Medical device first used at London hospital reverses stroke symptoms in minutes

In what is a medical first for London Health Sciences Center (LHSC), a procedure using a new medical device to help stroke patients has been successfully performed.

The device is called a balloon distal access catheter (BDAC) and was developed to rapidly remove a blood clot in 10 minutes, reversing stroke symptoms and preventing brain damage.

Wilene Leyen, 59, of Clifford, Ont., was the first patient to successfully undergo the procedure at the University Hospital on June 24, after having her first-ever stroke.

“It was an awful experience but I’m glad I’m alive and I’m kicking,” she said.

Leyen was treated by LHSC’s interventional neuroradiologist, Dr. Michael Mayich, and his team, who perform more than 200 emergency stroke surgeries every year. Identifying strokes and acting quickly is imperative, he said.

“When you have a blockage in a vessel, up to 2 million brain cells are lost every minute, so seconds really count,” Mayich said.

“This device allows us to work from inside of a vessel through a minimally invasive technique and go up into the vessel that’s blocked and take the blockage out, allowing blood flow back to the affected part of the brain and reversing brain damage.”

In Leyen’s case, the BDAC was used by making a tiny incision over the right hip. In less than 10 minutes, blood flow was restored to the brain and her movement and speech were restored almost immediately, Mayich said.

New medical device removes blood clots in stroke patients in minutes

dr. Michael Mayich at the London Health Sciences Centre’s University Hospital explains how a new medical device from Vena Medical is used to remove clots in the brain that cause a stroke and reverse those symptoms.

‘Procedure gave me my life back’

Wilene Leyen is grateful that she was able to get her life back after undergoing the procedure using BDAC. (Isha Bhargava/CBC News)

Mayich says symptoms of a stroke or blockage can manifest as weakness in the face, arm, trouble with speech, and sometimes trouble with vision. Unless a blockage is opened and oxygenated blood is allowed to flow back the affected brain region, those same issues will go from being temporary, to becoming permanent.

This procedure gave Leyen her life back, she said. Leyen, who was in the process of renovating her house the day she had a stroke, says she lived a very busy and active life.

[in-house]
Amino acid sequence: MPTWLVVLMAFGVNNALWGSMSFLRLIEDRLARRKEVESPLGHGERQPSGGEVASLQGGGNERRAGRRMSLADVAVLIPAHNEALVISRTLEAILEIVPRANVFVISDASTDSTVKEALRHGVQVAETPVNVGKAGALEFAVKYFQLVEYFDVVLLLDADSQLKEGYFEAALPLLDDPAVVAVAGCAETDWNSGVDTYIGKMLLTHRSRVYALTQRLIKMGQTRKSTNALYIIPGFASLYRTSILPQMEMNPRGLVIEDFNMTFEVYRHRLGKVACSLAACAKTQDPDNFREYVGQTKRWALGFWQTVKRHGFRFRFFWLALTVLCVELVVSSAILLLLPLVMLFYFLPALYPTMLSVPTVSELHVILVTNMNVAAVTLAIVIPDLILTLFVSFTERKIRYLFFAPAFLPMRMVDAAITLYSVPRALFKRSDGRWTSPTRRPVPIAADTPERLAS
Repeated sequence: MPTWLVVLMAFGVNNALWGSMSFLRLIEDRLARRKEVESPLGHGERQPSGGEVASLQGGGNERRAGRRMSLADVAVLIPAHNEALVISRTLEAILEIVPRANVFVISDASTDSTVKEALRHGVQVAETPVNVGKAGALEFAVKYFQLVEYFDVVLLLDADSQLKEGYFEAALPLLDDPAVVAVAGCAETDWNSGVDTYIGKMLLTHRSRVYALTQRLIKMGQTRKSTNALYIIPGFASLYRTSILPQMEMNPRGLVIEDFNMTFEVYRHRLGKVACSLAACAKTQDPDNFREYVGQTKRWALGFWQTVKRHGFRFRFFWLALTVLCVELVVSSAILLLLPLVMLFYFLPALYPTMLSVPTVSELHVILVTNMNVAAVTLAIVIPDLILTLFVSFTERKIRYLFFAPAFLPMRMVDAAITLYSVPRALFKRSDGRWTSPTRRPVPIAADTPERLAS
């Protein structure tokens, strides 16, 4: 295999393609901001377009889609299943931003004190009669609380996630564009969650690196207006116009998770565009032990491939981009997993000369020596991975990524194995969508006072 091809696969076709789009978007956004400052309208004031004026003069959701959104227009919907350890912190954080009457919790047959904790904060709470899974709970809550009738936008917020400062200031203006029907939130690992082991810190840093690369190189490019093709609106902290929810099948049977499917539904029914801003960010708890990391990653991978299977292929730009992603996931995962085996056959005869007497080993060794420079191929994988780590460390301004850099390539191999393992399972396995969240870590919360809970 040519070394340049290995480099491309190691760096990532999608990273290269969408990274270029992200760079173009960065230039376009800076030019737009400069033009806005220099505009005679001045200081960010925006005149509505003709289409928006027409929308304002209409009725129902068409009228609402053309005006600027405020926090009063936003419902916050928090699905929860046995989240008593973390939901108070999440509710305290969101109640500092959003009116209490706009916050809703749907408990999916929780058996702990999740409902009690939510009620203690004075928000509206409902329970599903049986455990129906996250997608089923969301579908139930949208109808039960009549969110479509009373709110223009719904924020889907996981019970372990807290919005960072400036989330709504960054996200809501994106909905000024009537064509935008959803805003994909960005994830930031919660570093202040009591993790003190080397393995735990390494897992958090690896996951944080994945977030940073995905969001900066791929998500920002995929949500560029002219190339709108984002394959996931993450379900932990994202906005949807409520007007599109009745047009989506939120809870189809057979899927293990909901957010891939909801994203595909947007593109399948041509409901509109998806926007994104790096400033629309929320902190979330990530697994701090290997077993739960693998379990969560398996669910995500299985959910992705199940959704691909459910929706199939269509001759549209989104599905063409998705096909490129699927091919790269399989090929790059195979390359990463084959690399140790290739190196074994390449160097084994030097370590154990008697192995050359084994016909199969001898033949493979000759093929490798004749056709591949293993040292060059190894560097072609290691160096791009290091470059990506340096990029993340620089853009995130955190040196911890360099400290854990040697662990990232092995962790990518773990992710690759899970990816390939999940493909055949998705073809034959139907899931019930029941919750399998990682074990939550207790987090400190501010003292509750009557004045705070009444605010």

“I basically got up to get a drink of water and I sat down on the couch, and then I slid on down to the floor and I was there for about 4 hours,” she said. “I called my son, and he got me to the hospital.”

The BDAC, which is the combination of features from existing devices into a single device, uses a balloon to temporarily halt blood flow in a vessel, while suction is applied to remove the offending clots, restoring blood flow to the endangered part of the brain.

The medical device was developed by Kitchener-Waterloo-based Vena Medical. The company’s CEO, Michael Phillips, said his team was initially working to solve a different problem when they discovered that the BDAC can be useful for stroke patients.

“It was very exciting and very stressful at the same time but I was happy that we were to make it happen and treat the first patient, and the fact that she’s doing so well is absolutely incredible,” Phillips said.

Michael Phillips is the co-founder and CEO of Vena Medical based in Kitchener-Waterloo (Isha Bhargava/CBC News)

The importance of stroke recovery and living a normal life is very important to Phillips, who grew up with a grandfather living with lasting stroke effects.

“He was in a wheelchair and unable to speak, and this is before any of this technology was here, but now seeing that Wilene is able to have such a great relationship with her grandchildren, and they might not even realize that she had a stroke , that’s absolutely incredible and it’s extremely rewarding for us and really brings things full circle.”

Although Leyen is living with some lasting impacts such as delayed speech and frequent fatigue, she’s able to get back to the life she lived before the stroke.

“I’m walking and I’m talking and I’m carrying on with life, I’m not stuck in a wheelchair, or fumbling for words, I’m surviving very nicely,” she said.

The BDAC has been used at other hospitals across the country including Ottawa and Edmonton. Phillips’ team will continue bringing it to more Canadian hospitals and ultimately grow internationally.

“This is cutting-edge technology that would normally need to be launched somewhere far from here, but we’re excited to make an impact locally before we make an impact globally.”

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